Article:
“Our livelihoods are dependent on the environment from ridge to reef, and maintaining and conserving these ecosystems is critical to our very survival in the Pacific. In Fiji the quality of the environment is what sustains our primary industry —tourism. Sustainable development must be an integrated approach involving multiple sectors, agencies and communities, and the ridge to reef approach provides a mechanism for this.”
The five-year program aims to guide coordinated investment of the $91 million package of GEF grants, and $333 million of co-financing from the participating countries and other development partners.
The GEF Secretariat International Waters Focal Area Lead, Christian Severin, explained: “The GEF Pacific R2R program aims to deliver tangible and quantifiable local and global environmental benefits by focusing on cross-cutting approaches to water, land and coastal management with linkages across GEF focal areas.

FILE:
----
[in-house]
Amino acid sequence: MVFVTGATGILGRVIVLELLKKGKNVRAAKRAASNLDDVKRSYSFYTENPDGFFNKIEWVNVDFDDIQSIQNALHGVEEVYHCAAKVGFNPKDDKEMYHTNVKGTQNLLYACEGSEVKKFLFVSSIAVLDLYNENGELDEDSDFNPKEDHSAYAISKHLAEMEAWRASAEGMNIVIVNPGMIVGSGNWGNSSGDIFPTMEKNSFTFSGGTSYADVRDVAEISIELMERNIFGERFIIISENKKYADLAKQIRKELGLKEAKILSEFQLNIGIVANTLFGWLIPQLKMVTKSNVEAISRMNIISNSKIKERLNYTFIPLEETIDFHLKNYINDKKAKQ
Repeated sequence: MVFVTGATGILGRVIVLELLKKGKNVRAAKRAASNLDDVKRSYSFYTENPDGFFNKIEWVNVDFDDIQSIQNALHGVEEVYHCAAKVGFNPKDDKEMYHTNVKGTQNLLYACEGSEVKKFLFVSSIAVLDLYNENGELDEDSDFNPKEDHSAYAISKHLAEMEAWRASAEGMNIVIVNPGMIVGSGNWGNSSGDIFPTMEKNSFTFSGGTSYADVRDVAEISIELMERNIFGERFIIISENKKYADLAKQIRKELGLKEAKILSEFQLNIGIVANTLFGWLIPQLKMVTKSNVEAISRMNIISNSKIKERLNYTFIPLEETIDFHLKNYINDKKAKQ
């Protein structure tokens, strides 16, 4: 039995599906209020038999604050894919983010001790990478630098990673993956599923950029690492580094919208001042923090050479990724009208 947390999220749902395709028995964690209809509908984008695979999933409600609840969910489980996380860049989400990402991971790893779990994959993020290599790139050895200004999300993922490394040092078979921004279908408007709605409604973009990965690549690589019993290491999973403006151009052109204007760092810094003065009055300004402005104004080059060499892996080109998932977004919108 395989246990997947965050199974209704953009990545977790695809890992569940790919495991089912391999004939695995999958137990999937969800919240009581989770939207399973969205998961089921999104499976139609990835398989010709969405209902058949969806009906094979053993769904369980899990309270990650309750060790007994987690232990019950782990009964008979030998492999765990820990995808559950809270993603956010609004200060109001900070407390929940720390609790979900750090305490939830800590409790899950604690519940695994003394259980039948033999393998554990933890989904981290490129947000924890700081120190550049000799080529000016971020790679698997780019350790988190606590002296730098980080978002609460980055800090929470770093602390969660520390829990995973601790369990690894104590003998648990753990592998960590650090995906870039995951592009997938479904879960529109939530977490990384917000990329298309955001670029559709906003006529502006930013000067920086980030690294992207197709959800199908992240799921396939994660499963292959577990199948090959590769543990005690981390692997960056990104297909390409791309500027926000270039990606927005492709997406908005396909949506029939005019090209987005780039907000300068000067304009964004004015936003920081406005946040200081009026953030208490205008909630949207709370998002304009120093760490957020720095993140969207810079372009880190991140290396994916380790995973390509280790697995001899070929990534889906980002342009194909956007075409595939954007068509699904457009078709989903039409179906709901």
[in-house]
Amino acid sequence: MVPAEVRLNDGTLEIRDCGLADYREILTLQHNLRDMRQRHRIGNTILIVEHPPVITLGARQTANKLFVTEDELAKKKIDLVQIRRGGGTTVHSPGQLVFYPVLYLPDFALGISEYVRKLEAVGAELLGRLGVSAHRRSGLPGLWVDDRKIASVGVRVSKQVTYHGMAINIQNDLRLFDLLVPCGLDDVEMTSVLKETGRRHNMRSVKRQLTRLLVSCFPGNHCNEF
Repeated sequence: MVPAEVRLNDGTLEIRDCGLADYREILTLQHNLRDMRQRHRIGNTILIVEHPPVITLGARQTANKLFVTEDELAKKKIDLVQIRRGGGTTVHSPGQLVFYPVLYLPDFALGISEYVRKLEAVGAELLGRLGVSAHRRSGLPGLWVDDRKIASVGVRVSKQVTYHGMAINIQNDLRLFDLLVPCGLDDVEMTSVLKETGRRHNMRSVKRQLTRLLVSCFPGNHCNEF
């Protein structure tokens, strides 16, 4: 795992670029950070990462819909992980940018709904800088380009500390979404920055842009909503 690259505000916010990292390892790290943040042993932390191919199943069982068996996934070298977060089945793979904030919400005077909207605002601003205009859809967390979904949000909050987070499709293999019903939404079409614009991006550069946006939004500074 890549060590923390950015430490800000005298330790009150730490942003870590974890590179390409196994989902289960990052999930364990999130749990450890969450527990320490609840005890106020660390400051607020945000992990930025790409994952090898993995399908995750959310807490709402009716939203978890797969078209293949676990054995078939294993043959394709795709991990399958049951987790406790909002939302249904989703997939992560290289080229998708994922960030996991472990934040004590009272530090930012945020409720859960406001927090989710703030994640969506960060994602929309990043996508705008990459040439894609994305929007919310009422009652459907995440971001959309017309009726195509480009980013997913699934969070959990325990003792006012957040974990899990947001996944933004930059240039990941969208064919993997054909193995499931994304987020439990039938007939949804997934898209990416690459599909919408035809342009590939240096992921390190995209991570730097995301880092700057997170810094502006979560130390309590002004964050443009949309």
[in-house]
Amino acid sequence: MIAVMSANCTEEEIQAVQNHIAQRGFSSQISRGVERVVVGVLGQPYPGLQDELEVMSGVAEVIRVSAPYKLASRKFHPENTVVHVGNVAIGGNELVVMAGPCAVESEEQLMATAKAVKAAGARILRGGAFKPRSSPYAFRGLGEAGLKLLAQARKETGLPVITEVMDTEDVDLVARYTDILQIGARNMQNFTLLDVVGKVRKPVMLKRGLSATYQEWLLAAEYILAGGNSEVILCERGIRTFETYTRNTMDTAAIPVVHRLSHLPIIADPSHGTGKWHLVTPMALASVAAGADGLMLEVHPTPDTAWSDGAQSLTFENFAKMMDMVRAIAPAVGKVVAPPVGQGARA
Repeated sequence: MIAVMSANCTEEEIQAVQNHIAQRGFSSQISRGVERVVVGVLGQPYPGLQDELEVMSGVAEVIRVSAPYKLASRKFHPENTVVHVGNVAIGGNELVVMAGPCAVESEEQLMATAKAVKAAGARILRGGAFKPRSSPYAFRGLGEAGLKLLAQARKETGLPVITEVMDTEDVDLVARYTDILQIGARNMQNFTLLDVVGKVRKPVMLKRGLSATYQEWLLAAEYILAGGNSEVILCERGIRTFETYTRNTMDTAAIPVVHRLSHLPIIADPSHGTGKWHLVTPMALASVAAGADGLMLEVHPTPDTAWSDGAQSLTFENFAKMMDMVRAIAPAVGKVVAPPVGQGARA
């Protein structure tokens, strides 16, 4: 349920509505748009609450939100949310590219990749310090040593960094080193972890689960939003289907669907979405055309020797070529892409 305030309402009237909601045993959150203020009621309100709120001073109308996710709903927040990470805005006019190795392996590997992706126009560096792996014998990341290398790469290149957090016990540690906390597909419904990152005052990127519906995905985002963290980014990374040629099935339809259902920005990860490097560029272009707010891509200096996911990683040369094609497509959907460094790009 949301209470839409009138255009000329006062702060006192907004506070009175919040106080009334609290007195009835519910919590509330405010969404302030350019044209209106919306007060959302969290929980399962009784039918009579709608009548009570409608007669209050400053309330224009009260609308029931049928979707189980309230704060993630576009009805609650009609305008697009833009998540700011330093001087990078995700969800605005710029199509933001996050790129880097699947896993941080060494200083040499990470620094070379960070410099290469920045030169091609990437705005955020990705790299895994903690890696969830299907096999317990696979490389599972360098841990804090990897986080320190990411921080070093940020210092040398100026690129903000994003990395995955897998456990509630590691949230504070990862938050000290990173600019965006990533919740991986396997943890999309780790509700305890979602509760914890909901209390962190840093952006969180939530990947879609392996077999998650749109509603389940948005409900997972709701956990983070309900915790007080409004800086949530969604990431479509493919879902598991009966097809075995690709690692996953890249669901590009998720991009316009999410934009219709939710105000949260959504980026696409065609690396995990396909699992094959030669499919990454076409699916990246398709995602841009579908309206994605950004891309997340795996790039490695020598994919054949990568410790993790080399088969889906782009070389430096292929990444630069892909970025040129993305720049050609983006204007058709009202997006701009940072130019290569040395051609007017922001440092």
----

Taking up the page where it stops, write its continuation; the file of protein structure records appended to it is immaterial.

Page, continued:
“We are excited that participating countries will have the opportunity to strengthen their capacity to successfully demonstrate and transfer technology to support targeted vulnerable areas, improve livelihoods and public health, and upscale their effective mainstreaming efforts to support countries in achieving their sustainable development goals,” he added.
UNDP Pacific Office in Fiji country director and head of Policy and Programs, Bakhodir Burkhanov, in his remarks said: “Operating across 14 Pacific Islands, the Ridge to Reef program provides an opportunity for participating countries to develop and implement integrated approaches for the sustainable development of island economies and communities.”